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As a child my school summer holiday seemed to last for ever. It was the late 1970s, back when children were still free-range and Web 2.0 and the Xbox had yet to be invented. A decade earlier the British pop icon Cliff Richard had already immortalised the spirit of summer in one of his many smash hits: “We’re all going on a summer holiday,” he chirped, “no more working for a week or two.”

But what if Cliff had sung, no more working for a week or 12? It wouldn’t have rhymed but it would have more closely reflected the reality of our UAE school summer holiday. Although I am nostalgic about my own sun-drenched childhood holidays, as an educator I have come to believe that the summer break is potentially detrimental to a child’s academic attainment. What does a child in the 21st century do with two or even three months away from school?

If you are fortunate enough to have parents with free time and resources, then perhaps you accompany them on edifying expeditions to the cultural capitals of the world, soaking in millennia of art, history and heritage en route. But if you are from a low-income single-parent household, edifying international jaunts are not an option.

I’m sure many young people, not to mention their parents, would value shorter summer holidays. Which raises the question, why are they so long in the first place? Who came up with the idea of a school holiday that runs two months, bordering on three?

Most experts say that the roots of summer school holidays are agrarian, going back to the days when most people lived off the land and the annual farming schedule was an all-important consideration. However, we have had an industrial revolution since then, and are now well into the second decade of our information revolution, so why has this throwback to the days of the plough and ox persisted?

Both president Barack Obama and Arne Duncan, the US education secretary since 2009, have called the traditional school day and school year outdated and inadequate to the demands of 21st century life. Perhaps it’s time for this anachronistic holiday to be retired, or at least rethought in the context of the UAE. For example, my childhood summers were great because in the UK, as in most northern European countries, the summer months are the best you’re going to get in terms of weather conducive to outdoor pursuits. Similarly, Australia has its summer holiday from December to February.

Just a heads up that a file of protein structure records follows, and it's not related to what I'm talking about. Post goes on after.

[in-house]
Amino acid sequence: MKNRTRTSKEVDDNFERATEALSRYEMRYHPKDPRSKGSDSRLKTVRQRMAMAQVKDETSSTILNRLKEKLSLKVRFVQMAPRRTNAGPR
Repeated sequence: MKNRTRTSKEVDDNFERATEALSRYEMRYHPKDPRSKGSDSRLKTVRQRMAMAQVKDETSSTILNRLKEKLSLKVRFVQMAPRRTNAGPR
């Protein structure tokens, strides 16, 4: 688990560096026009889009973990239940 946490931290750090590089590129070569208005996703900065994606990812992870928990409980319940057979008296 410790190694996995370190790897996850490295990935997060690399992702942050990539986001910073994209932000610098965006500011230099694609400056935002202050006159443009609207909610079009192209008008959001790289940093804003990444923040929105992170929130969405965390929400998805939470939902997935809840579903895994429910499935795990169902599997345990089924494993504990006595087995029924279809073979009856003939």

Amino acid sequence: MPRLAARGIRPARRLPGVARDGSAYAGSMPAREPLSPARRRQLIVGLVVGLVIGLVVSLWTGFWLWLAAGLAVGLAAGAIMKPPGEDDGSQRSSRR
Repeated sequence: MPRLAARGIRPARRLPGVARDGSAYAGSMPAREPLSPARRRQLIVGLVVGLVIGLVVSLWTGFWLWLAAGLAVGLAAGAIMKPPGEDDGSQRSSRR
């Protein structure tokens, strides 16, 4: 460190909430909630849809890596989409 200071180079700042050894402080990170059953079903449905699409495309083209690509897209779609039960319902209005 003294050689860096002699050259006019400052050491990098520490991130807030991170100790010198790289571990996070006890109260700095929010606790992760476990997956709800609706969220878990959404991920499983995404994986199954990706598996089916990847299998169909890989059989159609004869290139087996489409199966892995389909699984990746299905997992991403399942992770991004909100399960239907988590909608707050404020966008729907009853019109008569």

In the UAE, the period from July to September is synonymous with unbearable heat, so why not have a long winter break, if a long break must be had? Or why not forget about the sun and summer altogether and follow the moon, allowing the break to follow and include Ramadan?

This is not a trivial issue. There is overwhelming evidence detailing what educational researchers call “summer learning loss”. A Johns Hopkins University research team found that most of the achievement gap between children of varying socioeconomic status is attributable to differential summer learning experiences. Furthermore, these out-of-school summer learning experiences account for later life academic achievements such as completing college.

Essentially, poor kids lose more ground to their wealthy classmates once they’re all outside the classroom. In the US, schools that subscribe to the Knowledge Is Power Programme have seized on the summer as an opportunity to give their students, children from lower socioeconomic backgrounds, an enriched educational experience. It includes at least three weeks of summer classes during the traditional summer break. KIPP’s results are impressive: 100 per cent of KIPP eighth-graders meet or exceed standards in maths; 94 per cent performed similarly in reading.

The UAE is obviously very serious about improving education with massive reform initiatives under way. An innovative rethinking of the summer holidays within the cultural context of the UAE would help.

Dr Justin Thomas is an associate professor of psychology at Zayed University

On Twitter: @DrJustinThomas

The National